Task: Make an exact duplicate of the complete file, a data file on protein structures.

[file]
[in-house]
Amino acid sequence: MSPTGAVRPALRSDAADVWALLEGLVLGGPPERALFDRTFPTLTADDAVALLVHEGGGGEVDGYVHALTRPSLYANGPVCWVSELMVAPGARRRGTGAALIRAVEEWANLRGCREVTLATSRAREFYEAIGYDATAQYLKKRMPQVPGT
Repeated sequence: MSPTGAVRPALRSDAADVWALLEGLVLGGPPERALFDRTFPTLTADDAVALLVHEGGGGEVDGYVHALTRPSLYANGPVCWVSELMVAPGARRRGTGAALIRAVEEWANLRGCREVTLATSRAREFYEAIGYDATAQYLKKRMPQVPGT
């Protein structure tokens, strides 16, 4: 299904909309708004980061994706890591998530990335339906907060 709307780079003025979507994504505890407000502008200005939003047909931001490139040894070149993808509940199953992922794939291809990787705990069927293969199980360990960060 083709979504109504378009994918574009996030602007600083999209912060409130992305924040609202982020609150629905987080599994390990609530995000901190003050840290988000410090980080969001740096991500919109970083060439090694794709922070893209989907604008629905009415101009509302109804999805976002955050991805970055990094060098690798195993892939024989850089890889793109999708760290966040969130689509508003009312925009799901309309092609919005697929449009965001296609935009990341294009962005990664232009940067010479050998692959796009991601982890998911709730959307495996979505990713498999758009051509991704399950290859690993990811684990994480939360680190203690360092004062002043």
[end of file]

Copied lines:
[in-house]
Amino acid sequence: MSPTGAVRPALRSDAADVWALLEGLVLGGPPERALFDRTFPTLTADDAVALLVHEGGGGEVDGYVHALTRPSLYANGPVCWVSELMVAPGARRRGTGAALIRAVEEWANLRGCREVTLATSRAREFYEAIGYDATAQYLKKRMPQVPGT
Repeated sequence: MSPTGAVRPALRSDAADVWALLEGLVLGGPPERALFDRTFPTLTADDAVALLVHEGGGGEVDGYVHALTRPSLYANGPVCWVSELMVAPGARRRGTGAALIRAVEEWANLRGCREVTLATSRAREFYEAIGYDATAQYLKKRMPQVPGT
């Protein structure tokens, strides 16, 4: 299904909309708004980061994706890591998530990335339906907060 709307780079003025979507994504505890407000502008200005939003047909931001490139040894070149993808509940199953992922794939291809990787705990069927293969199980360990960060 083709979504109504378009994918574009996030602007600083999209912060409130992305924040609202982020609150629905987080599994390990609530995000901190003050840290988000410090980080969001740096991500919109970083060439090694794709922070893209989907604008629905009415101009509302109804999805976002955050991805970055990094060098690798195993892939024989850089890889793109999708760290966040969130689509508003009312925009799901309309092609919005697929449009965001296609935009990341294009962005990664232009940067010479050998692959796009991601982890998911709730959307495996979505990713498999758009051509991704399950290859690993990811684990994480939360680190203690360092004062002043």